Article No: 190

2006-07-27 09:56:25
NCMA Residential Award of Excellence
By: David Holzel


 

 

Photography courtesy of the National Concrete Masonry Association

  It lies low on the hillside, like a gunslinger in an old Western—flat on his belly peering over the scrubby ridge down to Tucson. Surrounded by the looming column-and-arms of the saguaro cactus of Old West iconography, you half expect to stumble across a bleached cattle skull.


Instead, there is the structure that the designers wanted—in its design and execution—to appear to grow out of the steep hillside without disturbing the fragile landscape. Concrete block, prominent inside and out, was a large part of achieving that aim—a material that supported the structure on its hillside perch and tied the home aesthetically to the rough country outside.


“Masonry was the only choice for this project,” say the architects, Luis Ibarra and Teresa Rosano of Ibarra Rosano Design Architects. “We used masonry inside and out to blur the distinction between desert and house, while mitigating sun exposure and focusing the views.”


Both Rosano and Ibarra are Tucson natives. They pride themselves on their deep understanding of the extreme conditions in the Arizona desert, an understanding they put to work on the home that won the NCMA’s Residential Award of Excellence.


Contest juror Patrick Rand called the 2,150-square-foot Garcia Residence “beautiful,” and lauded its “crisp geometry.” For the home, completed in 2001, designers Ibarra and Rosano created “three terracing platforms” that stepped up a hillside dotted with jojoba bushes, palo verde and saguaro. These platforms, or bays, divided the house into three zones: “living” on the lowest level, “circulating” on the central level, and “sleeping” on the upper level.


“We used the middle bay, the entry ‘gallery,’ for both circulation and as an extension of the living spaces,” explain the designers. “It invites the visitor down to the living, dining and kitchen spaces on the [north-facing] lowest platform, while connecting the house to the bedrooms on the [south-facing] upper level.”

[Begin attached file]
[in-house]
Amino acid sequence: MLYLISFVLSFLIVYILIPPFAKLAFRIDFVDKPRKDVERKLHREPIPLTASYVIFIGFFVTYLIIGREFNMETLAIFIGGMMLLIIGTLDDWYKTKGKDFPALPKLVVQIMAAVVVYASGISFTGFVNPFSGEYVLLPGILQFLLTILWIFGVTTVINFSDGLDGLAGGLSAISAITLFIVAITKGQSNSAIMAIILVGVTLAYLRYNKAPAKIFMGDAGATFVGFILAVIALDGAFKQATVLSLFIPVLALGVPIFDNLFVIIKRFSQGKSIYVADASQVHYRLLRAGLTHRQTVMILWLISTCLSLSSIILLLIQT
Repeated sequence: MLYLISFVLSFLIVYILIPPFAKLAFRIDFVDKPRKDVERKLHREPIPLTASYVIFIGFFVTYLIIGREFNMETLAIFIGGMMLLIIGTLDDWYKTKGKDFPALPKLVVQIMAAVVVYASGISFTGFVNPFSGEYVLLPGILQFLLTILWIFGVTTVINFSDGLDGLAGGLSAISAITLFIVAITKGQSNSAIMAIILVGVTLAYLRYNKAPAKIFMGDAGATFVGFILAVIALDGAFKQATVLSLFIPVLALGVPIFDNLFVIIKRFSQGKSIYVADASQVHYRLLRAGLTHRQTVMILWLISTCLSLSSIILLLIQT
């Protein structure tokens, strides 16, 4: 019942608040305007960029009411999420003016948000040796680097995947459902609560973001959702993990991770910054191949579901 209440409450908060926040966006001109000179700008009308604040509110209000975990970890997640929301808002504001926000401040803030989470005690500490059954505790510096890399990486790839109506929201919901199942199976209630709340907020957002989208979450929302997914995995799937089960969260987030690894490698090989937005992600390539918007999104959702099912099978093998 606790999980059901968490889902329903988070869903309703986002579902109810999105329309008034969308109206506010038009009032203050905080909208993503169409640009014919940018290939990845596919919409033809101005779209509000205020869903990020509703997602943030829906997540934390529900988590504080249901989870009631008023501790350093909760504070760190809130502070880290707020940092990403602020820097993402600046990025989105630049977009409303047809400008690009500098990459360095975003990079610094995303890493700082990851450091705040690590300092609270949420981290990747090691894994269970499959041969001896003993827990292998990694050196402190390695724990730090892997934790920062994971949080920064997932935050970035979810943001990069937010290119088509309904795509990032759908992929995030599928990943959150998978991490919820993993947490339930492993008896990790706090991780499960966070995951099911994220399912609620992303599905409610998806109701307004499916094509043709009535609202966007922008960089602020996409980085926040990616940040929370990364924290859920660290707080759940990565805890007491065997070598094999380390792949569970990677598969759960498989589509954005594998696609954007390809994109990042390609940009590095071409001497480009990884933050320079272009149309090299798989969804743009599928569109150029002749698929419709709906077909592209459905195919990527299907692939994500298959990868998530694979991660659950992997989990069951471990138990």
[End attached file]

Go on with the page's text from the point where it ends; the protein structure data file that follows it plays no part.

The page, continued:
The living space pivots so the main window can capture a view of Tucson and the Catalina Mountains. On the upper platform, the bedrooms are separated by a courtyard, which allows exposure to the southern sun and provides a view up the ridge.


“We wanted to do the least damage to the site as possible,” says Rosano, principal architect for Ibarra Rosano. Therefore, the terraces are narrow to keep excavation and fill to a minimum—14 feet, 6 inches on the living level; 8 feet on the circulation level; and 14 feet on the sleeping level.


Relying on standard gray CMUs as the primary building material helped the builders preserve the delicate environment around the home site, adds Rosano. The blocks’ modularity allowed easy delivery by crane to the locations where the material was needed. “The house was built from the inside, so there didn’t need to be an outside swatch of land that had to be used for staging,” she says.


The concrete block walls were reinforced by anchoring them directly into the bedrock, just below the surface. “That hillside is largely solid rock,” says Rosano. “We did that rather than pull the rock out and replace it with concrete.”


Once the walls were up, they were sandblasted, revealing the black and gray aggregates in the block.
The load-bearing walls were constructed using a post tension system in which steel rods span the distance between the stem and the top of the wall. Cavities in the block were filled with foam, providing insulation to the house. The CMUs’ thermal mass is a plus for energy efficiency in a desert environment.


“There’s a 40-degree swing from day to night here. The thermal mass helps moderate the swing in temperatures,” Rosano says.


With gray stone spread across the steep terrain, “the use of natural gray block was not only economical, but visually correct in the landscape,” the designers say. “While the gray color complements the gray-green jojoba bush, rusted steel echoes the veins of iron oxide coloring found in the fieldstone.”


As the project was underway, the number of the home’s residents increased. The client started out as a single man, Rosano says. “Partway through construction, his girlfriend—now wife—came into the picture. She loved the house.”


One effect she had on the design was to get the swimming pool, eliminated for budgetary reasons, restored. It was built at the east end of the house.


Although the home uses standard gray CMU primarily, the design includes other types of block that served specific purposes, and added subtle variations to the minimalist design. “Different blocks with different uses have a different aggregate mix,” Rosano explains. “So the 8-inch corner blocks are a different mix from the blocks that are used around the lintels. So it does add to the interest.”


Juror Rand took note of this aspect, writing, “The cool massiveness of the concrete masonry walls is in contrast to the open and warm-hued materials finishing the spaces.”


The secondary building materials—steel, birch and concrete—share with concrete masonry the simple and durable qualities that complement the desert environment. And while the home site is not quite as lonesome as it seems—there are neighbors nearby, Rosano says—the Garcia Residence’s 3 acres are surrounded on two sides by protected land.


And on the hillside, the home lies low—almost a piece of the desert itself.

Article and photography reprinted with permission from the National Concrete Masonry Association.